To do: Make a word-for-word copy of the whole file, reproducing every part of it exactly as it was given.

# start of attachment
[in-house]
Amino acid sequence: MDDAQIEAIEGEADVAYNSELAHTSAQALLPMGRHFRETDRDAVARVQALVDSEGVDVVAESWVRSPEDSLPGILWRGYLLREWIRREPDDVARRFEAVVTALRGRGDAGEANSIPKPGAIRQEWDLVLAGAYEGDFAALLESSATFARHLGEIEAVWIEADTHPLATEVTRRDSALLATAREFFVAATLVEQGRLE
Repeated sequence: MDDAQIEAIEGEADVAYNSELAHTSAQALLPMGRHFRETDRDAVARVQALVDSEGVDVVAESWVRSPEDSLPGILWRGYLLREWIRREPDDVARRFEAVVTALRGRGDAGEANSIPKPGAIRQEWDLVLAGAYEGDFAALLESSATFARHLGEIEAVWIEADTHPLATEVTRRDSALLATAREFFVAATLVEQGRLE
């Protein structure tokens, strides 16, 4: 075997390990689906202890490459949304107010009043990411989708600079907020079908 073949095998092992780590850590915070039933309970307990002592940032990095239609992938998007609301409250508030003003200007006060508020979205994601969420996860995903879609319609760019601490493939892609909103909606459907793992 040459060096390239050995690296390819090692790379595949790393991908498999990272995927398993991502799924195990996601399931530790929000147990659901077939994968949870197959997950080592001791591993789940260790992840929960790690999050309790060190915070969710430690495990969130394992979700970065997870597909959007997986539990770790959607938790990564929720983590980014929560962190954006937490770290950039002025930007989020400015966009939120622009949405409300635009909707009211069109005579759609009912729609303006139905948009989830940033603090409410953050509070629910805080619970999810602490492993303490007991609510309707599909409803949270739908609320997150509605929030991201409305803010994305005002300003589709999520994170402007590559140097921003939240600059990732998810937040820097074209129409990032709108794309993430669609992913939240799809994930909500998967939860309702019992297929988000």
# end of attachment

[in-house]
Amino acid sequence: MDDAQIEAIEGEADVAYNSELAHTSAQALLPMGRHFRETDRDAVARVQALVDSEGVDVVAESWVRSPEDSLPGILWRGYLLREWIRREPDDVARRFEAVVTALRGRGDAGEANSIPKPGAIRQEWDLVLAGAYEGDFAALLESSATFARHLGEIEAVWIEADTHPLATEVTRRDSALLATAREFFVAATLVEQGRLE
Repeated sequence: MDDAQIEAIEGEADVAYNSELAHTSAQALLPMGRHFRETDRDAVARVQALVDSEGVDVVAESWVRSPEDSLPGILWRGYLLREWIRREPDDVARRFEAVVTALRGRGDAGEANSIPKPGAIRQEWDLVLAGAYEGDFAALLESSATFARHLGEIEAVWIEADTHPLATEVTRRDSALLATAREFFVAATLVEQGRLE
């Protein structure tokens, strides 16, 4: 075997390990689906202890490459949304107010009043990411989708600079907020079908 073949095998092992780590850590915070039933309970307990002592940032990095239609992938998007609301409250508030003003200007006060508020979205994601969420996860995903879609319609760019601490493939892609909103909606459907793992 040459060096390239050995690296390819090692790379595949790393991908498999990272995927398993991502799924195990996601399931530790929000147990659901077939994968949870197959997950080592001791591993789940260790992840929960790690999050309790060190915070969710430690495990969130394992979700970065997870597909959007997986539990770790959607938790990564929720983590980014929560962190954006937490770290950039002025930007989020400015966009939120622009949405409300635009909707009211069109005579759609009912729609303006139905948009989830940033603090409410953050509070629910805080619970999810602490492993303490007991609510309707599909409803949270739908609320997150509605929030991201409305803010994305005002300003589709999520994170402007590559140097921003939240600059990732998810937040820097074209129409990032709108794309993430669609992913939240799809994930909500998967939860309702019992297929988000």